Introduction and Summary
The American Bird Conservancy (“ABC”) and the Black Swamp Bird Observatory (“BSBO”) file this brief amici curiae in opposition to Plaintiff’s motion for summary judgment. We show below that Plaintiff’s argument that the number of birds and bats its turbines kill is a “trade secret” is demonstrably frivolous. Under Ohio’s Trade Secret Act, to prove that the mortality data is a trade secret and secure an injunction, Plaintiff bears the burden of showing by clear and convincing evidence that the mortality data would have real economic value to Plaintiff’s competitors. But Plaintiff has not identified any specific competition it has ever encountered from any other wind power company to build a wind project at any particular location, or explained how its mortality data could actually be used by a potential competitor to its advantage. Instead Plaintiff offers the sort of generic, conclusory statements about competition that Ohio courts have repeatedly ruled cannot establish the existence of a trade secret.
Indeed, if there were any doubt about the matter, it should be laid to rest by the recent release by Defendant Ohio Department of Natural Resources, in response to a request from BSBO, of the full range of mortality data from one of Plaintiff’s alleged competitors without its objection. That shows that bird and bat mortality is irrelevant to competition, for Plaintiff’s wind turbines and its supposed competitors’ wind turbines are technologically indistinguishable in their propensity to kill birds and bats.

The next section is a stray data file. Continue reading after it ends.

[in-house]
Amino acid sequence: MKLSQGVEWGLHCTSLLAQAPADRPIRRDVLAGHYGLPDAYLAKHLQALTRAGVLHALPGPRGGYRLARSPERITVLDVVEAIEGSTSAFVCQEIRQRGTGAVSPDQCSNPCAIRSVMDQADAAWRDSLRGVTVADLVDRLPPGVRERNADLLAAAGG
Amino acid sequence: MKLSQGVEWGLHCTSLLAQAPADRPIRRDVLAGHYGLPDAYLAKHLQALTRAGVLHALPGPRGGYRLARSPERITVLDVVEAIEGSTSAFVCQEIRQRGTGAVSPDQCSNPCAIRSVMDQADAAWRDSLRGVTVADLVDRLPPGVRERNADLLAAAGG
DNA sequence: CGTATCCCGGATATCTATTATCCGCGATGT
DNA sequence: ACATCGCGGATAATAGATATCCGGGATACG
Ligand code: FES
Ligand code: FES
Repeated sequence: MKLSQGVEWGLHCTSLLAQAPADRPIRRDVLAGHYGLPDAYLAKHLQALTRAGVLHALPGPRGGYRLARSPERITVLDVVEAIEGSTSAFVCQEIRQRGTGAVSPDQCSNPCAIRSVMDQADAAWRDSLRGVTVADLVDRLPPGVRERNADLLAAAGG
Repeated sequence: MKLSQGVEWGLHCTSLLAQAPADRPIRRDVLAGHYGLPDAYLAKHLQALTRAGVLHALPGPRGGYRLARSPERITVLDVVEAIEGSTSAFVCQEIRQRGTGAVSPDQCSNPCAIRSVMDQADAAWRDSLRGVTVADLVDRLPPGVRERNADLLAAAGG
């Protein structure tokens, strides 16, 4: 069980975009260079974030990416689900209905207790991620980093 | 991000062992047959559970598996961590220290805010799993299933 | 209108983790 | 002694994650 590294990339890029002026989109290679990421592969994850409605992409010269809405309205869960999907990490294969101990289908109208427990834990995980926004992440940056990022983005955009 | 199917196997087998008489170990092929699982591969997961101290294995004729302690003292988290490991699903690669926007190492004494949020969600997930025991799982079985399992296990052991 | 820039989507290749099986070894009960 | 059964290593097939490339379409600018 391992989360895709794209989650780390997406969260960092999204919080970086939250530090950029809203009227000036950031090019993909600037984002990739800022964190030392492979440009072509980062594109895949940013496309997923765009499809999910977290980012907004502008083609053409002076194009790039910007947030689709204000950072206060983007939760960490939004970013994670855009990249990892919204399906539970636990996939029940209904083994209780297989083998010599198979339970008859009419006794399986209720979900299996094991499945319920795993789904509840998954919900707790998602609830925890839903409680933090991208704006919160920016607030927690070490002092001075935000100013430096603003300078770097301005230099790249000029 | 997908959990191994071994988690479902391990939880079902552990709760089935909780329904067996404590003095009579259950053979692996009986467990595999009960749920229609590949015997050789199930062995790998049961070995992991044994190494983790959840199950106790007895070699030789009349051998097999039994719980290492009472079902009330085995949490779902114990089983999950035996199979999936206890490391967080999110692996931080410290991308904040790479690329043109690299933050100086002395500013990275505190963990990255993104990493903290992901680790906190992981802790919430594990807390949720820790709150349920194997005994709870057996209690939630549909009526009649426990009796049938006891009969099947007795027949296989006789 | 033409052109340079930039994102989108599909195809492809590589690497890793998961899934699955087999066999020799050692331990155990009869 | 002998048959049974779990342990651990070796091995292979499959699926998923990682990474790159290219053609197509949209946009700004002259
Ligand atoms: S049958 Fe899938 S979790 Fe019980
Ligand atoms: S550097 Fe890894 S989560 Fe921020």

The conclusion that the mortality data is not a trade secret is also strongly supported by the case law construing Ohio’s Public Records Act, which essentially establishes a presumption in favor of disclosure by the Defendant government agencies – a presumption that can only be overcome by clear and convincing evidence of a trade secret, which Plaintiff has not come even close to presenting.
Finally, we show that federal law under the Freedom of Information Act, the Bald and Golden Eagle Protection Act, the Migratory Treaty Bird Act, and the Endangered Species Act further supports the conclusion that Plaintiff’s data is not a trade secret. And we explain why Plaintiff misrepresents the facts when it tells the Court that the federal Fish and Wildlife Service has agreed that Plaintiff’s mortality data is a trade secret. Accordingly, the Court should deny Plaintiff’s motion for summary judgment.